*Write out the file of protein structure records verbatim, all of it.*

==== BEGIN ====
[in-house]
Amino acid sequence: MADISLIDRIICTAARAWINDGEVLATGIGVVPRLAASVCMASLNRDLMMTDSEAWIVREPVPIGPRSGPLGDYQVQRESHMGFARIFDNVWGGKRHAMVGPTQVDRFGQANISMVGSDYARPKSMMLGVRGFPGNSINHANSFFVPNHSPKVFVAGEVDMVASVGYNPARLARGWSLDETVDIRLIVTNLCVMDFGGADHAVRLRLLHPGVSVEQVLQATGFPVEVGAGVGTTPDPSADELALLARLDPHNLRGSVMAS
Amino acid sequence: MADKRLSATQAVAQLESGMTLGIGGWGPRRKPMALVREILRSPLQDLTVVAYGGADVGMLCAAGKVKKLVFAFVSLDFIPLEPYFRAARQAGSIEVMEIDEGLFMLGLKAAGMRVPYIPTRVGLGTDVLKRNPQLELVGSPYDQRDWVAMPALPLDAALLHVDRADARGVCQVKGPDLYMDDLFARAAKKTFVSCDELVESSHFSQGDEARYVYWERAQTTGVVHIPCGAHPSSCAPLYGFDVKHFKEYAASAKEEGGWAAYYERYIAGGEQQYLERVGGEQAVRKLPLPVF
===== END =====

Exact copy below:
[in-house]
Amino acid sequence: MADISLIDRIICTAARAWINDGEVLATGIGVVPRLAASVCMASLNRDLMMTDSEAWIVREPVPIGPRSGPLGDYQVQRESHMGFARIFDNVWGGKRHAMVGPTQVDRFGQANISMVGSDYARPKSMMLGVRGFPGNSINHANSFFVPNHSPKVFVAGEVDMVASVGYNPARLARGWSLDETVDIRLIVTNLCVMDFGGADHAVRLRLLHPGVSVEQVLQATGFPVEVGAGVGTTPDPSADELALLARLDPHNLRGSVMAS
Amino acid sequence: MADKRLSATQAVAQLESGMTLGIGGWGPRRKPMALVREILRSPLQDLTVVAYGGADVGMLCAAGKVKKLVFAFVSLDFIPLEPYFRAARQAGSIEVMEIDEGLFMLGLKAAGMRVPYIPTRVGLGTDVLKRNPQLELVGSPYDQRDWVAMPALPLDAALLHVDRADARGVCQVKGPDLYMDDLFARAAKKTFVSCDELVESSHFSQGDEARYVYWERAQTTGVVHIPCGAHPSSCAPLYGFDVKHFKEYAASAKEEGGWAAYYERYIAGGEQQYLERVGGEQAVRKLPLPVF